There are still many beautiful and joyful things happening in our gardens as autumn progresses. Here are a few in the garden here.
To remind you of the size of this town garden, it’s 21ft wide and about 35ft long both front and back.
Here is the front
and shown below is the back just after I power washed the brick paving. It looks fantastic. It took 6 hours of washing, scrubbing and brushing. Unless I repeat all that regularly it will be black and slimy again in no time but now I can just enjoy it and not think about having to do it again.
This little sedum (?) has survived for a few years in a small pot and has needed no care at all. Right now it’s putting on lovely colours.
This is a common acer which is thriving in its pot in the shade of the apple tree. Right now its colours are lovely and when the leaves drop they’ll make a red carpet that lasts for a few more weeks too.
This shrub down the front path is a sarcococca. It’s glossy, evergreen, indestructible, has berries and most importantly has tiny sweet smelling scented flowers from now through the winter. It fills the whole front garden with scent and in winter that really is something worth having.
This miscanthus grass will still look lovely dry and golden brown through the winter and I then cut it down to ground level in Feb/March. It sits there for a few weeks and then rises up with green leaves in the summer and then this……….
It lights up the front garden like a permanent bonfire.
Hardy geraniums – the best cottage garden plants in the world in my opinion – I love everything about them. Here is the very common geranium Rozanne, on sale everywhere and you can see why. What more would you want from £3.99?
So there are Six lovely things going on in the garden right now, to balance out the bits where nothing much is going on except decay and bare stems. Thanks to the Propagator, host of this Six on a Saturday and over on his blog here you can find others on the same theme.
18 comments on "Six reasons to be contented with the garden right now – November 10th 2018"
Lovely fall garden. Love the pots and the brick walk.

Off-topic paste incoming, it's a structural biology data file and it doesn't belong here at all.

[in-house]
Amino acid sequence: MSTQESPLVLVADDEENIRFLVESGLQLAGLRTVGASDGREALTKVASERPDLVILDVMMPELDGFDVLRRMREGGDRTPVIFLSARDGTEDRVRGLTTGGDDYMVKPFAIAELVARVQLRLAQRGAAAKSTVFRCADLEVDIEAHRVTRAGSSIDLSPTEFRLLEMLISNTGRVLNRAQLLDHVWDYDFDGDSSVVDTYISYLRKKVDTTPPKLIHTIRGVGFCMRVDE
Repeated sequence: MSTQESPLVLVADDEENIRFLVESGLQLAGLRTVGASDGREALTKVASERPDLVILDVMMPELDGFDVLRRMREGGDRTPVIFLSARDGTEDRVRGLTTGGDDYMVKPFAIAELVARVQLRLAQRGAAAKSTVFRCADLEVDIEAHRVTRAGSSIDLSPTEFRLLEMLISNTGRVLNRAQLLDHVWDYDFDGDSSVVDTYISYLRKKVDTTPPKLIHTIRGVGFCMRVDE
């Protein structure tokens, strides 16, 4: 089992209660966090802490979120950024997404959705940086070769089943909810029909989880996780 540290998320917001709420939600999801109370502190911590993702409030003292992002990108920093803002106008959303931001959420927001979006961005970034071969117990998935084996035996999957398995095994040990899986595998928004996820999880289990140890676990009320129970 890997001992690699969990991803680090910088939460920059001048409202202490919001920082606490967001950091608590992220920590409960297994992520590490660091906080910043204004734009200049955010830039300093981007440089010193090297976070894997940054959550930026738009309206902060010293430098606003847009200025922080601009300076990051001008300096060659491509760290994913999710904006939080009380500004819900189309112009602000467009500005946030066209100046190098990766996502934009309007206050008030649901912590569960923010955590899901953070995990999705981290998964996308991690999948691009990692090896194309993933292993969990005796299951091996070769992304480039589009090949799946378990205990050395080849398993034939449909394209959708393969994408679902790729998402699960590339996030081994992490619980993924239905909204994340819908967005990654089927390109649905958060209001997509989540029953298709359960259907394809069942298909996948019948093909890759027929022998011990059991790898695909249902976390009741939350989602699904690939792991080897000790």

Thankyou Beverley, I hadn’t thought of it as a fall garden but you’re right, it is.
Love Autumn sunshine, and so nice to see colour still in your garden; up here in S W Scotland a few heavy frosts have done for most things!
Ah Ian you must be in a beautiful part of the world I imagine. Sunshine gave way to wind and torrential rain tonight and the acer has lost all its leaves today. No frost here yet though and some winters we don’t get much anyway. Do you have a blog too that I can follow?
Nice Six !You have the taste of the arrangement of plants in your garden . Everything is well structured and attractive, the plants and accessories are beautiful …even also the pots are beautiful…Always a pleasure to look at your blog every saturday
I love the brick paviours, so lovely, worth all the work I hope. Isn’t Rosanne a treasure? The acer is looking lovely, as is the rest of your garden!
Thankyou Gill, yes it’s worth the scrubbing and very satisfying. Sadly the wind blew off all the acer leaves today – lucky I’d taken the photo yesterday. Torrential rain here now. Rozanne is doing great in lots of places in the garden. I just love geraniums, don’t you?
Well thanks so much Fred for those lovely words. An advantage of a smaller garden is that one can keep on top of it and keep it looking nice most of the time. I enjoy your Sixes too.
Your brick pavers are a most lovely warm colour and look wonderful after your hard work. Also I like the warm colours of your autumn leaves. I love the Acer. I have one in my garden, but the climate is most unsuitable so the leaves never colour like yours, they mostly become brown and crinkled.
Thankyou Jane for your appreciation. Sadly the acer lost all its leaves today in wind and torrential rain. Thank goodness I took the photo yesterday. Gosh the leaves only lasted a few days! Where is your climate Jane??
I am in the Central Tablelands of NSW Australia, Julie, about 260km north west of Sydney. We are in the middle of Spring, of course, and because we’ve had some very welcome rain, Spring is particularly floriferous this year. Later it will become very hot, and my Acer will struggle.
Coo Australia, and reading each other’s blog. Isn’t it marvellous!
I agree! I’ll take hardy geraniums any day!
The brick courtyard was worth all the effort – it’s looking great. When I used a power washer I merely transferred all the dirt from the terrace to myself.
Ha! Yes i had to have 3 changes of clothes. Even my knickers were soaked.
I was very moved by your blog, and am glad to now know more about you. I thought you described the loss of a feeling of safety so well and it is more common than we perhaps think. As a GP counsellor I meet such shocking stories more often than most – and aren’t we glad that mental health is now being championed a bit more. So huge thankyou for writing it and three cheers for we gardeners who inspire others to get out there and plant things. Best wishes, Julie
I’ve not lived w/sarcococca for a few years & reading about yours brought that smell right back to memory. Such wonderful stuff. Your brick pathway looks gorgeous! You’re rigiht – enjoy it now & think about the next clean when the time comes.
Yes sarcococca is great isn’t it. Thanks for the encouragement about the paving – it was jolly hard work but so worth it. I’ll report back on how long it lasts looking like that in another blog.
Looks lovely. The brick path was well worth all the effort